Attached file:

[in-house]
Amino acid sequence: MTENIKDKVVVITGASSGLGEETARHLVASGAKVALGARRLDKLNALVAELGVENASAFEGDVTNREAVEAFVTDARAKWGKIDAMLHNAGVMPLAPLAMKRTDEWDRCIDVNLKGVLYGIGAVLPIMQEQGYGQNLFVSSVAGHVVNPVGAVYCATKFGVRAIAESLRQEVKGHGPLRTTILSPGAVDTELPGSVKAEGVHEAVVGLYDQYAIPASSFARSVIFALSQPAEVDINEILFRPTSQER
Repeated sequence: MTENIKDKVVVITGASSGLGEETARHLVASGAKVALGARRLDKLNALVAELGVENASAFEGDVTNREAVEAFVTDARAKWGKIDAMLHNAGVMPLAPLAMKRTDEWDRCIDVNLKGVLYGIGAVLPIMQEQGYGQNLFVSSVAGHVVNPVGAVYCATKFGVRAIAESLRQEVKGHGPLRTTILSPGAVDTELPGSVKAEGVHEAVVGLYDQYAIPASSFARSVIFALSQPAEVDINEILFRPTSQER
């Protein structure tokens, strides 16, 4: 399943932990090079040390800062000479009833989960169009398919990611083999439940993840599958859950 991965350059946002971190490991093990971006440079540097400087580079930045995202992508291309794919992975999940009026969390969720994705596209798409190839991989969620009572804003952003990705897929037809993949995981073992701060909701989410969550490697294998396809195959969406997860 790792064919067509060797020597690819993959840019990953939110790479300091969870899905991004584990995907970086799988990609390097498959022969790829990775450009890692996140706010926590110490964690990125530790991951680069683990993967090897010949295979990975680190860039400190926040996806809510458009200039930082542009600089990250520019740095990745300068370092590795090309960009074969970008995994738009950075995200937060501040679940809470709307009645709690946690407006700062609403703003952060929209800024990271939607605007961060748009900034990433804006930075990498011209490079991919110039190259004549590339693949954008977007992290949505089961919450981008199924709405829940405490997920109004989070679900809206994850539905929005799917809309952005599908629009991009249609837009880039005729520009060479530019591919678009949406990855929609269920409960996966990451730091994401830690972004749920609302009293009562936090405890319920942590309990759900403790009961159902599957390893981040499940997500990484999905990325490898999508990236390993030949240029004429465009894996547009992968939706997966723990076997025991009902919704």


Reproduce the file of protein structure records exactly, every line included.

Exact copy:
[in-house]
Amino acid sequence: MTENIKDKVVVITGASSGLGEETARHLVASGAKVALGARRLDKLNALVAELGVENASAFEGDVTNREAVEAFVTDARAKWGKIDAMLHNAGVMPLAPLAMKRTDEWDRCIDVNLKGVLYGIGAVLPIMQEQGYGQNLFVSSVAGHVVNPVGAVYCATKFGVRAIAESLRQEVKGHGPLRTTILSPGAVDTELPGSVKAEGVHEAVVGLYDQYAIPASSFARSVIFALSQPAEVDINEILFRPTSQER
Repeated sequence: MTENIKDKVVVITGASSGLGEETARHLVASGAKVALGARRLDKLNALVAELGVENASAFEGDVTNREAVEAFVTDARAKWGKIDAMLHNAGVMPLAPLAMKRTDEWDRCIDVNLKGVLYGIGAVLPIMQEQGYGQNLFVSSVAGHVVNPVGAVYCATKFGVRAIAESLRQEVKGHGPLRTTILSPGAVDTELPGSVKAEGVHEAVVGLYDQYAIPASSFARSVIFALSQPAEVDINEILFRPTSQER
């Protein structure tokens, strides 16, 4: 399943932990090079040390800062000479009833989960169009398919990611083999439940993840599958859950 991965350059946002971190490991093990971006440079540097400087580079930045995202992508291309794919992975999940009026969390969720994705596209798409190839991989969620009572804003952003990705897929037809993949995981073992701060909701989410969550490697294998396809195959969406997860 790792064919067509060797020597690819993959840019990953939110790479300091969870899905991004584990995907970086799988990609390097498959022969790829990775450009890692996140706010926590110490964690990125530790991951680069683990993967090897010949295979990975680190860039400190926040996806809510458009200039930082542009600089990250520019740095990745300068370092590795090309960009074969970008995994738009950075995200937060501040679940809470709307009645709690946690407006700062609403703003952060929209800024990271939607605007961060748009900034990433804006930075990498011209490079991919110039190259004549590339693949954008977007992290949505089961919450981008199924709405829940405490997920109004989070679900809206994850539905929005799917809309952005599908629009991009249609837009880039005729520009060479530019591919678009949406990855929609269920409960996966990451730091994401830690972004749920609302009293009562936090405890319920942590309990759900403790009961159902599957390893981040499940997500990484999905990325490898999508990236390993030949240029004429465009894996547009992968939706997966723990076997025991009902919704």